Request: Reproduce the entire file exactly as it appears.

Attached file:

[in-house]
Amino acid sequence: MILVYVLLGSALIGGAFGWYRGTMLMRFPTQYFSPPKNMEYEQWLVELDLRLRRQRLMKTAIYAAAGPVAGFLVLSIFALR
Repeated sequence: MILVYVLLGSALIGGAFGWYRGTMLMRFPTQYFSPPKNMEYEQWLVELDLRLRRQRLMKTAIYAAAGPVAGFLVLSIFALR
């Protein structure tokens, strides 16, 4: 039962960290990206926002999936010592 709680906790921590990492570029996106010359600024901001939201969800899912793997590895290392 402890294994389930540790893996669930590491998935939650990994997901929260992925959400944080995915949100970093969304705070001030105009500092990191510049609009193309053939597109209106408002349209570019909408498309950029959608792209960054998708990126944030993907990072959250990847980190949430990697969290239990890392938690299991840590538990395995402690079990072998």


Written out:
[in-house]
Amino acid sequence: MILVYVLLGSALIGGAFGWYRGTMLMRFPTQYFSPPKNMEYEQWLVELDLRLRRQRLMKTAIYAAAGPVAGFLVLSIFALR
Repeated sequence: MILVYVLLGSALIGGAFGWYRGTMLMRFPTQYFSPPKNMEYEQWLVELDLRLRRQRLMKTAIYAAAGPVAGFLVLSIFALR
């Protein structure tokens, strides 16, 4: 039962960290990206926002999936010592 709680906790921590990492570029996106010359600024901001939201969800899912793997590895290392 402890294994389930540790893996669930590491998935939650990994997901929260992925959400944080995915949100970093969304705070001030105009500092990191510049609009193309053939597109209106408002349209570019909408498309950029959608792209960054998708990126944030993907990072959250990847980190949430990697969290239990890392938690299991840590538990395995402690079990072998």